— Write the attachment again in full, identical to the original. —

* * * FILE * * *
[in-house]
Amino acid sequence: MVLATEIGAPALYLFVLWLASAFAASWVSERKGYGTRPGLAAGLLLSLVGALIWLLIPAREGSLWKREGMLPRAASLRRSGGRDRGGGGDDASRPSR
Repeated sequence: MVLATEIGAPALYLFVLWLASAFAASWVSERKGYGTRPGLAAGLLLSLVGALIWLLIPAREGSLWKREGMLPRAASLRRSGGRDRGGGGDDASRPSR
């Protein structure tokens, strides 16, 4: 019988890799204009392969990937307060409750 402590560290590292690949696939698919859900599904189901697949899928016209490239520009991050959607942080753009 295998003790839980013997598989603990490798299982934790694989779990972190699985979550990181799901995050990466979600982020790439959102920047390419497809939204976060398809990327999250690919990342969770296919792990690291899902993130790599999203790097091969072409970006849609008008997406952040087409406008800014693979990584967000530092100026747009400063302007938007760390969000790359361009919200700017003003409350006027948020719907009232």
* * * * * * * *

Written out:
[in-house]
Amino acid sequence: MVLATEIGAPALYLFVLWLASAFAASWVSERKGYGTRPGLAAGLLLSLVGALIWLLIPAREGSLWKREGMLPRAASLRRSGGRDRGGGGDDASRPSR
Repeated sequence: MVLATEIGAPALYLFVLWLASAFAASWVSERKGYGTRPGLAAGLLLSLVGALIWLLIPAREGSLWKREGMLPRAASLRRSGGRDRGGGGDDASRPSR
């Protein structure tokens, strides 16, 4: 019988890799204009392969990937307060409750 402590560290590292690949696939698919859900599904189901697949899928016209490239520009991050959607942080753009 295998003790839980013997598989603990490798299982934790694989779990972190699985979550990181799901995050990466979600982020790439959102920047390419497809939204976060398809990327999250690919990342969770296919792990690291899902993130790599999203790097091969072409970006849609008008997406952040087409406008800014693979990584967000530092100026747009400063302007938007760390969000790359361009919200700017003003409350006027948020719907009232």